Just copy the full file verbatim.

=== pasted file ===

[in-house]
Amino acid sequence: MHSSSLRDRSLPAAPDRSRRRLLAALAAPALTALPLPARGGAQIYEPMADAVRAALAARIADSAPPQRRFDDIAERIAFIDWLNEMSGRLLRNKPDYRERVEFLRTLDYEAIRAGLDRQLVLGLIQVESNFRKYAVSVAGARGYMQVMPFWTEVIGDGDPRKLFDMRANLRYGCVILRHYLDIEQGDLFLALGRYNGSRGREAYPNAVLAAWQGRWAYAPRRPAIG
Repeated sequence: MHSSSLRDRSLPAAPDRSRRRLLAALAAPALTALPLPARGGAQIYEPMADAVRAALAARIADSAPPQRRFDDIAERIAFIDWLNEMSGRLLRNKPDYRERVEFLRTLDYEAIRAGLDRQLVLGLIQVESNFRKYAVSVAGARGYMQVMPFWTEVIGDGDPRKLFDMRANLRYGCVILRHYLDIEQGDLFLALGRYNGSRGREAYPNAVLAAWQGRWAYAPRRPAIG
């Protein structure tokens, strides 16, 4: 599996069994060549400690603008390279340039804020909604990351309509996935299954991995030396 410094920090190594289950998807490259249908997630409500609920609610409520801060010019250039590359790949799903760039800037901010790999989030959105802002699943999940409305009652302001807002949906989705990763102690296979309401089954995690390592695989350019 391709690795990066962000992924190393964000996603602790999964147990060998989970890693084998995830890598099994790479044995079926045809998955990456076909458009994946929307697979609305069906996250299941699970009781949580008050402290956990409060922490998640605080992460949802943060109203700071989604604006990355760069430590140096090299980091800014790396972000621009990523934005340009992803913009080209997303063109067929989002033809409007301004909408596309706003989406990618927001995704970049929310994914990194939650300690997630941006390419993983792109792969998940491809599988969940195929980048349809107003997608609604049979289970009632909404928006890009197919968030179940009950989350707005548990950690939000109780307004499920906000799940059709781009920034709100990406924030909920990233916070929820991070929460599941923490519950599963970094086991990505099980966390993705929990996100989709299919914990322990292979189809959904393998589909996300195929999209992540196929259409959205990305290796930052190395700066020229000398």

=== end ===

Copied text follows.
[in-house]
Amino acid sequence: MHSSSLRDRSLPAAPDRSRRRLLAALAAPALTALPLPARGGAQIYEPMADAVRAALAARIADSAPPQRRFDDIAERIAFIDWLNEMSGRLLRNKPDYRERVEFLRTLDYEAIRAGLDRQLVLGLIQVESNFRKYAVSVAGARGYMQVMPFWTEVIGDGDPRKLFDMRANLRYGCVILRHYLDIEQGDLFLALGRYNGSRGREAYPNAVLAAWQGRWAYAPRRPAIG
Repeated sequence: MHSSSLRDRSLPAAPDRSRRRLLAALAAPALTALPLPARGGAQIYEPMADAVRAALAARIADSAPPQRRFDDIAERIAFIDWLNEMSGRLLRNKPDYRERVEFLRTLDYEAIRAGLDRQLVLGLIQVESNFRKYAVSVAGARGYMQVMPFWTEVIGDGDPRKLFDMRANLRYGCVILRHYLDIEQGDLFLALGRYNGSRGREAYPNAVLAAWQGRWAYAPRRPAIG
């Protein structure tokens, strides 16, 4: 599996069994060549400690603008390279340039804020909604990351309509996935299954991995030396 410094920090190594289950998807490259249908997630409500609920609610409520801060010019250039590359790949799903760039800037901010790999989030959105802002699943999940409305009652302001807002949906989705990763102690296979309401089954995690390592695989350019 391709690795990066962000992924190393964000996603602790999964147990060998989970890693084998995830890598099994790479044995079926045809998955990456076909458009994946929307697979609305069906996250299941699970009781949580008050402290956990409060922490998640605080992460949802943060109203700071989604604006990355760069430590140096090299980091800014790396972000621009990523934005340009992803913009080209997303063109067929989002033809409007301004909408596309706003989406990618927001995704970049929310994914990194939650300690997630941006390419993983792109792969998940491809599988969940195929980048349809107003997608609604049979289970009632909404928006890009197919968030179940009950989350707005548990950690939000109780307004499920906000799940059709781009920034709100990406924030909920990233916070929820991070929460599941923490519950599963970094086991990505099980966390993705929990996100989709299919914990322990292979189809959904393998589909996300195929999209992540196929259409959205990305290796930052190395700066020229000398």